Prostaglandin F2α (PGF2α) is used for this purpose. Regularly cycling animals have a functional corpus luteum during the luteal phase of the estrus cycle. Administration of PGF2α from 5-17 days of estrous cycle regress the active corpus luteum and the animal enters into the follicular phase. Generally, the treated animals exhibit estrus within 2-5 days of treatment.


Table: Estrus synchronisation using prostaglandin F2α.

Day of treatment Two injection method One injection method without palpation One injection method with palpation
Day 0 PGF2α injection PGF2α injection Rectal examination for presence of corpus luteum (CL)
CL present – PGF2α injection CL absent – No treatment
Day 3 & 4 Breed the animals in heat Breed the animals in heat
Day 11 PGF2α injection PGF2α injection in animals that were not inseminated PGF2α injection
Day 14 & 15 Insemination at 72 and 96 hours after PGF2α injection.


(B) Estrus synchronisation by extending the luteal phase

The principle behind this method is to maintain the cow under the influence of progesterone beyond the normal period of CL regression by administering exogenous progestins. As the progesterone is withdrawn, the animal enters into follicular phase and exhibit estrus within 2-5 days. This method involves long-term and short-term administration of progestogen, which continues to exert negative feedback on LH secretion after CL has regressed. After withdrawl of the progestogen treatment, estrus is exihibited at around 48 hours. The advantage with progestogen is that it can be used for estrus synchronisation at any stage of estrous cycle unlike PGF2α, which requires mature CL for its action.

Synchromate B system

A small hydron polymer implant impregnated with 6mg norgestomet (progestin) is inserted subscutaneously on the back of the ear. At the same time, 5 mg estradiol valerate and 3 mg norgestomet are injected intramuscularly. The implant is removed after 9 days, leading to rapid decrease of progestin in blood and allows animal to come into heat in 2-3 days. The animal is bred after 48 to 60 hours after removal of implant. Fixed time AI at 48 and 60 hours or 48 and 72 hours after implant removal is recommended for high conception rate.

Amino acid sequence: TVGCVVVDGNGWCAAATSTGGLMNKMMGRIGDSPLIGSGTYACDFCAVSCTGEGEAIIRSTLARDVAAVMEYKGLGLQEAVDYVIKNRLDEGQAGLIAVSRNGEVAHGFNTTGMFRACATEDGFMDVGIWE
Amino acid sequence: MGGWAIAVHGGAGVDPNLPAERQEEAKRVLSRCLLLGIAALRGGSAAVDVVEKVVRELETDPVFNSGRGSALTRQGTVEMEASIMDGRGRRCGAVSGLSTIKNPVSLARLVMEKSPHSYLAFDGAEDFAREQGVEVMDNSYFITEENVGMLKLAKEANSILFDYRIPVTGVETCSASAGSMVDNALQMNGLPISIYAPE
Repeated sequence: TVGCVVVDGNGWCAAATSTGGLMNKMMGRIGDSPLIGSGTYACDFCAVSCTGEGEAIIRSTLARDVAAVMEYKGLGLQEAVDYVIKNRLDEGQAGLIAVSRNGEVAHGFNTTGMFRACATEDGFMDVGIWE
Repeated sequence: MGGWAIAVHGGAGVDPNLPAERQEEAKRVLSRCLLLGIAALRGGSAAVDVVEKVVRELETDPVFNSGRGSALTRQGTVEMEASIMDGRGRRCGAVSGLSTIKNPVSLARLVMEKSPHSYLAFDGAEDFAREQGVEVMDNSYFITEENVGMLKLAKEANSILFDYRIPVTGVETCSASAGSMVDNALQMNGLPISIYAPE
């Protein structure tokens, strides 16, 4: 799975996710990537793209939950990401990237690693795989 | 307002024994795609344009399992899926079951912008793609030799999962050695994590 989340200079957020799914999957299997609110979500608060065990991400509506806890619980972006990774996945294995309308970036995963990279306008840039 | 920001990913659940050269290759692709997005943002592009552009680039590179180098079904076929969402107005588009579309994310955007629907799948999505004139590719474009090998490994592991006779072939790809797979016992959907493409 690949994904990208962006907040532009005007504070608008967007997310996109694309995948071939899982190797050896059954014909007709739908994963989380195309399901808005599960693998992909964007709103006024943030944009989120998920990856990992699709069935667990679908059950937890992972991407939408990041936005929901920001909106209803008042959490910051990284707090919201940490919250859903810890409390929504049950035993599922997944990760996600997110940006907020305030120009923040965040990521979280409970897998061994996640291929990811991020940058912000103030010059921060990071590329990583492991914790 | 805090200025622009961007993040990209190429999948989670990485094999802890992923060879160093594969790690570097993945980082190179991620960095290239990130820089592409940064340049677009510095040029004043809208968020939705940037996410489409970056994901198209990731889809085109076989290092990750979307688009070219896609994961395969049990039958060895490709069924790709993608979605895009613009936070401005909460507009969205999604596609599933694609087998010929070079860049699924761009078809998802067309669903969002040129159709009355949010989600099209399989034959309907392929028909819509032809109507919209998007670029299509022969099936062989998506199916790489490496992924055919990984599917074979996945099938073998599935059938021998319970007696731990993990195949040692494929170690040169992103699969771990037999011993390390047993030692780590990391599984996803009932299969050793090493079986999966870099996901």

Controlled internal drug release (CIDR) system

CIDR is a T-shaped silicon rubber impregnated with progesterone and molded over a nylon spine. A small nylon tail is attached at the end of the CIDR, which protrudes from the vulva allowing its easy removal. The CIDR is inserted into the vagina using the applicator and left for 7-10 days in place. In cyclic animals, a capsule containing 10mg estradiol benzoate is also inserted along with CIDR. Alternately, estradiol can be administered intramuscularly at the time of insertion. Prostaglandin may be administered one day prior to the withdrawal of CIDR. Fixed time AI at 48 and 72 hours after removal gives good conception rate.

Progesterone releasing intravaginal device (PRID)

It is a stainless steel flat coil coated with an inert silicon rubber containing 1.55 g progesterone and 10 mg estradiol benzoate capsule. PRID is inserted into the anterior vagina and left for 12 days in situ and then withdrawn. Estrus occurs within 2-3 days after withdrawal and the animal is inseminated at 48 and 72 hours after withdrawal.


Synchronisation of ovulation